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When he did the rounds of London’s pubs as an aspiring artiste looking to break into the music industry, Ed Sheeran, then 18, recalls walking in each time with a song that he supposed would “change my life”. ‘The big break’ that all artistes seek, wouldn’t be elusive, he was certain, after he cracked a number that he was sure would be “the one”. “I stepped in, played the song, and nobody cared,” summarises Ed, 33. But he played it again the next time, and then again, until “some people” paid heed to his work, and then some more. It’s the song that earned him a record deal, and subsequently opened doors for him across the world. Revealing this chapter of his life ahead of his rendition of A-Team—a folk ballad about a commercial sex worker addicted to a ‘class A’ drug, and one that went on to climb the charts in 2011 as the lead single of his debut album—the Brit singer compels us to consume the song we’ve heard umpteen times, with a hint of novelty. 

Stories unite individuals across the globe, and Ed surely knows how to tell his, masterfully. Be it in his interviews, or songwriting, his ability to articulate emotions has always tugged at people’s heartstrings. At his Mumbai concert on Saturday, he peppers his two-hour-30-minute set with many such memories that led to the making of his hit tracks, Dancing with my eyes closed, Thinking out loud, and Lego house. 

Ed welcomed Diljit for a rendition

As concert-goers would know, the ambience created by live performers is usually solitary—while the Backstreet Boys brought the party to Mumbai with their act last year, Westlife delivered a melodic nod to the ’90s with their lilting renditions. Ed, however, doesn’t stop at one. If he has the crowd grooving to Sing at one moment, he has them hum to Happier in the next. Soon after, he delivers a vibrant melody of his 2019 album, No 6 Collaborations Project. He encourages the lot to croon along to his less popular numbers (“if you don’t know the lyrics, make up your own”), and also chides them before belting out his chart-topper, Thinking out loud (“if you don’t know the lyrics to this one, you’re at the wrong concert”). So engrossing is his delivery that one can barely bring awareness to the precise moments when they stop singing along, only to draw their full attention to his arresting renditions.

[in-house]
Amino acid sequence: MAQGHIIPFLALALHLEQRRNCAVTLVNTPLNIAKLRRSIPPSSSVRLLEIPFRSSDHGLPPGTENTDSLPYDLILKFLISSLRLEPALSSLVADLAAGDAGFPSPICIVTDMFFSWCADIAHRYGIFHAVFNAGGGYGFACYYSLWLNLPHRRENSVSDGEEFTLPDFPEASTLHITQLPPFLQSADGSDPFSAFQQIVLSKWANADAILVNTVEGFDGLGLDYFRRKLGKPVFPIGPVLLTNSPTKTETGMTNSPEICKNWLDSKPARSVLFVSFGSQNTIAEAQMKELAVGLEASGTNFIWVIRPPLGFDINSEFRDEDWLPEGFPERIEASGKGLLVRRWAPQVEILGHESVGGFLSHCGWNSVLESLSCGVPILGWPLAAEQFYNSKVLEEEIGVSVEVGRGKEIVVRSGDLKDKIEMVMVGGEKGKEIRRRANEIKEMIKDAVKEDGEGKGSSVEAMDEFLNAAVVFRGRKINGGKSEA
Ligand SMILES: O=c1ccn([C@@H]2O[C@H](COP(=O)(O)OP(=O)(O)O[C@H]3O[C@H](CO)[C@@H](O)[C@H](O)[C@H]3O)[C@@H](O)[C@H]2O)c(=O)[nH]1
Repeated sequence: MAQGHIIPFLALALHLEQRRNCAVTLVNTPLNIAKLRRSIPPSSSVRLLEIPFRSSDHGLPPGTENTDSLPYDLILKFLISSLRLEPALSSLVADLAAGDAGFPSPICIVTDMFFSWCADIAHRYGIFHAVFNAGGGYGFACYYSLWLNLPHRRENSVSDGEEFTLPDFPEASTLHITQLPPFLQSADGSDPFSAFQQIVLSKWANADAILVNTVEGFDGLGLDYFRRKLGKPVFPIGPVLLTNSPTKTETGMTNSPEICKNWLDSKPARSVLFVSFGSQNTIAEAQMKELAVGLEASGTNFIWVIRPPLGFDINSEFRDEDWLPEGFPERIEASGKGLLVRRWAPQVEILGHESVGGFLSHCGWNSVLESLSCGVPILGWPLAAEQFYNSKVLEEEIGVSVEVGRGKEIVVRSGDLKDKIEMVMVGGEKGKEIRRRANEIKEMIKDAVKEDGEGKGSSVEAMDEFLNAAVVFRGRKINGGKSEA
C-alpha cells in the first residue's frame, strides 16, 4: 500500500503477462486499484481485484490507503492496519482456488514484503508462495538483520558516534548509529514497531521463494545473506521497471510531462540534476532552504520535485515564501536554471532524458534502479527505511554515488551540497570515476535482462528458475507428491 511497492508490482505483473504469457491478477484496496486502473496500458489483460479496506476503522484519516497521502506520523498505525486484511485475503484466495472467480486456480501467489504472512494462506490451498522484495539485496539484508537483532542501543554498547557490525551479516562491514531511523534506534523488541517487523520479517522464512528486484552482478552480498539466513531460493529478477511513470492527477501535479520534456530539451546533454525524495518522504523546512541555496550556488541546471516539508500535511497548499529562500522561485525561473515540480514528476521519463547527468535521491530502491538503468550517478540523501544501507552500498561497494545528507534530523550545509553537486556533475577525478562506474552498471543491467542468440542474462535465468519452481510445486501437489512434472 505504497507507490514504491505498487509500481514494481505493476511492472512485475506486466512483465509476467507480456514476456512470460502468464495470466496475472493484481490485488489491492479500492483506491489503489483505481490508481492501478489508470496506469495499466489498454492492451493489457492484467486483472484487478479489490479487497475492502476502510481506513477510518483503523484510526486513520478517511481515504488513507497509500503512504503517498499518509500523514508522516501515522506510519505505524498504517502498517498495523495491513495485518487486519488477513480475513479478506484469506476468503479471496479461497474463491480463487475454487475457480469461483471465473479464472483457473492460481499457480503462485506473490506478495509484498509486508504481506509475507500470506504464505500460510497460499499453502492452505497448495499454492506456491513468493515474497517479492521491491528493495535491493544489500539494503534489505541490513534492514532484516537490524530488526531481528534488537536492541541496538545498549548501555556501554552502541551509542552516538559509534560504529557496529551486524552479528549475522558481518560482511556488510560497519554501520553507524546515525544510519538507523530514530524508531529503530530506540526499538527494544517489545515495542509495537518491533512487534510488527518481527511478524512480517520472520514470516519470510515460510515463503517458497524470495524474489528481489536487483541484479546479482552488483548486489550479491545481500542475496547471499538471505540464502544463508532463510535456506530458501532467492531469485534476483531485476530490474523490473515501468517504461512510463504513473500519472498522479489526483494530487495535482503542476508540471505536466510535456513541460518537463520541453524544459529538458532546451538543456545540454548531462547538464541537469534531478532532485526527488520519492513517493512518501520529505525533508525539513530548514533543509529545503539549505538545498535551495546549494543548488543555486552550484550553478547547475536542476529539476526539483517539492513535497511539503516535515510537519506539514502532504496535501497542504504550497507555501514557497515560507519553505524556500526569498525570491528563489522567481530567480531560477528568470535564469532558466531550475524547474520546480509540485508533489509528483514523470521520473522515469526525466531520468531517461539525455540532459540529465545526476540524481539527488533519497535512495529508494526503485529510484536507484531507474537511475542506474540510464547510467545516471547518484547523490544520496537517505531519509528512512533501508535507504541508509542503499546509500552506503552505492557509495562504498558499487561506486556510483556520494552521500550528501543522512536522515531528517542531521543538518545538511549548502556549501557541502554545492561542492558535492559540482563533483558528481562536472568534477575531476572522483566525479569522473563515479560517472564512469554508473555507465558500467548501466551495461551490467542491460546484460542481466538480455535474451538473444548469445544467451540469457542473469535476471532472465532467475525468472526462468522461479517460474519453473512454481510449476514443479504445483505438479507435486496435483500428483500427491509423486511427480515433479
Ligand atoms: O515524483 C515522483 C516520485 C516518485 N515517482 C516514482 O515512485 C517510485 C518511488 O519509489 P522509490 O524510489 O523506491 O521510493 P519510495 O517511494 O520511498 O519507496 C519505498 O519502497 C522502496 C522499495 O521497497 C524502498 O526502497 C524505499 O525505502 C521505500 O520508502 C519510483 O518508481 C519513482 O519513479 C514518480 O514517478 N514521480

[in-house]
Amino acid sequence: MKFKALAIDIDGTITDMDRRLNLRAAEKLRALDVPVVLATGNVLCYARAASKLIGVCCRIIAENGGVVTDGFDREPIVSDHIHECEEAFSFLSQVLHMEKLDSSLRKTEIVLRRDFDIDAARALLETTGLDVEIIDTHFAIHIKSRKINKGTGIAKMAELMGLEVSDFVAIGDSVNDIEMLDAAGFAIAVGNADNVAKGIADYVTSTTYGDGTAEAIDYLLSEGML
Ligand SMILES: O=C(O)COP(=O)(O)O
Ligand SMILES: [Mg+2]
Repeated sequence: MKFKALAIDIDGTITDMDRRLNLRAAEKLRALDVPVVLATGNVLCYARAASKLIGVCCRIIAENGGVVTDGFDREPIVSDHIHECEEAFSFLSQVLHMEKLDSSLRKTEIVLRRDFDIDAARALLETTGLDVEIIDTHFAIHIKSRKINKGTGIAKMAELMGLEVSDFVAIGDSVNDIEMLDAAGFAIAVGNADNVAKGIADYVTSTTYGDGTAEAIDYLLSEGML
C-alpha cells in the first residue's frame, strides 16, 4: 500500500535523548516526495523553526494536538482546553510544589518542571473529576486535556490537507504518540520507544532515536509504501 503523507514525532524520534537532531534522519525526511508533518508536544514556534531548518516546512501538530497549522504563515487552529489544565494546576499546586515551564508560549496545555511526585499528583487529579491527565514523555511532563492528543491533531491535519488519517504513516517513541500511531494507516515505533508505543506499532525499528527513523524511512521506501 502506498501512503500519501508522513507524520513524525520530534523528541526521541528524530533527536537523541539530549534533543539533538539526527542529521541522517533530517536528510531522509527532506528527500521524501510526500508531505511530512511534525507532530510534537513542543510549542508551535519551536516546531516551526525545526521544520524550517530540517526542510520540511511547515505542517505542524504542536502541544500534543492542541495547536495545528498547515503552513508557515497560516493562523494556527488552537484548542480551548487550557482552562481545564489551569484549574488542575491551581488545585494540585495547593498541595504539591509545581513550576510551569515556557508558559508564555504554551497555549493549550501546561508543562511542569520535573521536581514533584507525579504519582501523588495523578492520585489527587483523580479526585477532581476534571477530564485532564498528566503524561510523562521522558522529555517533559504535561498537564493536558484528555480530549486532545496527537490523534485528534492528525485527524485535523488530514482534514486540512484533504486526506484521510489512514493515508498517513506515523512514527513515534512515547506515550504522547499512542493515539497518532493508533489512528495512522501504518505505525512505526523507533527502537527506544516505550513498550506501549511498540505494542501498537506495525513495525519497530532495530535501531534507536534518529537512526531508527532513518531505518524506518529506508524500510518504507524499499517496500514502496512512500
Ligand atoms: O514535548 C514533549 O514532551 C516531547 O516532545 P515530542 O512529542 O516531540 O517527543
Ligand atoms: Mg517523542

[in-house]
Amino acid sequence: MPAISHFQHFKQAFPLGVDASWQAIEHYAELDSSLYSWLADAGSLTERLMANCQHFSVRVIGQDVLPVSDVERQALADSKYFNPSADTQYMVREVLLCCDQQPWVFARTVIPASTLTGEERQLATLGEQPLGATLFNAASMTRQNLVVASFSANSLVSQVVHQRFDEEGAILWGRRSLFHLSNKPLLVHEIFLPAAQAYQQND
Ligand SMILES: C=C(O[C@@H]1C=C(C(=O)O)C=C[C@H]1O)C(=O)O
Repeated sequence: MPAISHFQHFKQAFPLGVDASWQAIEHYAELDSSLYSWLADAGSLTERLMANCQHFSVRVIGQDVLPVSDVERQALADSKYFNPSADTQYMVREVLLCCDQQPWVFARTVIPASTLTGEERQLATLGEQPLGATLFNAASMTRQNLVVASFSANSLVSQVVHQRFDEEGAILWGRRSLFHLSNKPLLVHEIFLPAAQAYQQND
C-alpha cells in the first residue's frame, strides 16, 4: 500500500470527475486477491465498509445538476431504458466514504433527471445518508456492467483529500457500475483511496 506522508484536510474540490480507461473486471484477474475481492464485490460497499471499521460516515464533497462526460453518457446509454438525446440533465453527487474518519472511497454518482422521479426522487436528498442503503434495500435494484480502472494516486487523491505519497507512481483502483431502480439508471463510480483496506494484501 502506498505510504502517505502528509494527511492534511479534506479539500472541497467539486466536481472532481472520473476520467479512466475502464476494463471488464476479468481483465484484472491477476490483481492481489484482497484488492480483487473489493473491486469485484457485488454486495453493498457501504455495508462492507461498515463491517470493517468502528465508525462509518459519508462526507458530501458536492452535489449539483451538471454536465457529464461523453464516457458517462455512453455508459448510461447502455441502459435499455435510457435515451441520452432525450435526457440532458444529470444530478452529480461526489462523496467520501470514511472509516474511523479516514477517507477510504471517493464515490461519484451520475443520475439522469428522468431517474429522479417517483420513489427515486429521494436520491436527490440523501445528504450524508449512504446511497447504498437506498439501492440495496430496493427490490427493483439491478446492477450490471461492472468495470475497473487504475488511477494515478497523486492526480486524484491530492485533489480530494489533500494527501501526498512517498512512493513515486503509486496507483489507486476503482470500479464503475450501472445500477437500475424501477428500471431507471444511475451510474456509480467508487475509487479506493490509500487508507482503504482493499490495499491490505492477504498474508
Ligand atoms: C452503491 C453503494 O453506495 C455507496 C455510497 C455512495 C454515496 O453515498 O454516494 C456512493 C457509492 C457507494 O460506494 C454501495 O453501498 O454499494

At times, he has the audience partake in competition—having them warm-up their vocal chords with exercises, and then pitting one half of the crowd against the other. “This half is louder than that,” he jokes, subsequently training them to pull off the backing chorus, against which he goes on to render his songs. And when he’s done with this game of play, he quietly recedes to his mic to deliver yet another balladic number that brings the air to a standstill. 

Delivering these renditions appears meditative for Ed. His prowess as a performer is made evident in the fact that only a vigilant listener would be able to differentiate his live renditions from his studio-recorded numbers. And yet, at no point during his set does he lose sight of the fact that he is here to entertain. Having spent days in the company of Bollywood folk before his concert, Ed packs in many surprises for his desi fans. He brings the crowd to its feet when Gen-Z’s favourite aritste Armaan Malik joins him for a bit-sized rendition of 2Step (Armaan had previously collaborated with Ed to create an Indian version of the song), and, towards the close of his act, surprises them by welcoming Diljit Dosanjh on stage to render the latter’s popular Punjabi number, Lover. In a moment that’s fortunately been captured on several cameras, Diljit appears as puzzled as the audience when Ed belts out the Punjabi chorus of his track during the live act.  

The last leg of his Mathematics tour that was brought to India by BookMyShow was supported by animated visuals that did justice to his songs. “We plan to perform in more cities next year,” he promises.  

Stories unite individuals across the globe, and Ed surely knows how to tell his, masterfully. Be it in his interviews, or songwriting, his ability to articulate emotions has always tugged at people’s heartstrings

Having taken 55 minutes to navigate a distance that should have taken 10, we prepare ourselves to ‘face the music’ for turning up late to Ed Sheeran’s concert. Three kilometres away from the venue, we take a decision—the traffic has come to a halt for a while, the ETA is set at 43 minutes, and gates close in 30. We’re in the ‘comfy shoes’ that were part of the ‘Ed essentials’ mentioned on the ticket, we’ve skipped our morning run, and know that we could cover the distance on foot in 20. The move is a bit extreme, or so we think, before meeting concert-goers on the way, making the journey like devotees would while turning up to religious sites. How long have you been walking for, I ask a few. “45 minutes,” says one, who abandoned her car at the foot of the Bandra-Worli Sea Link to make it in time for her date with Ed. “30,” says another, “25,” say two more. As we get closer, this crowd grows larger. We can’t help but chuckle at the complaints of grumbling parents, and annoyed boyfriends. Welcome to Ed’s concert!



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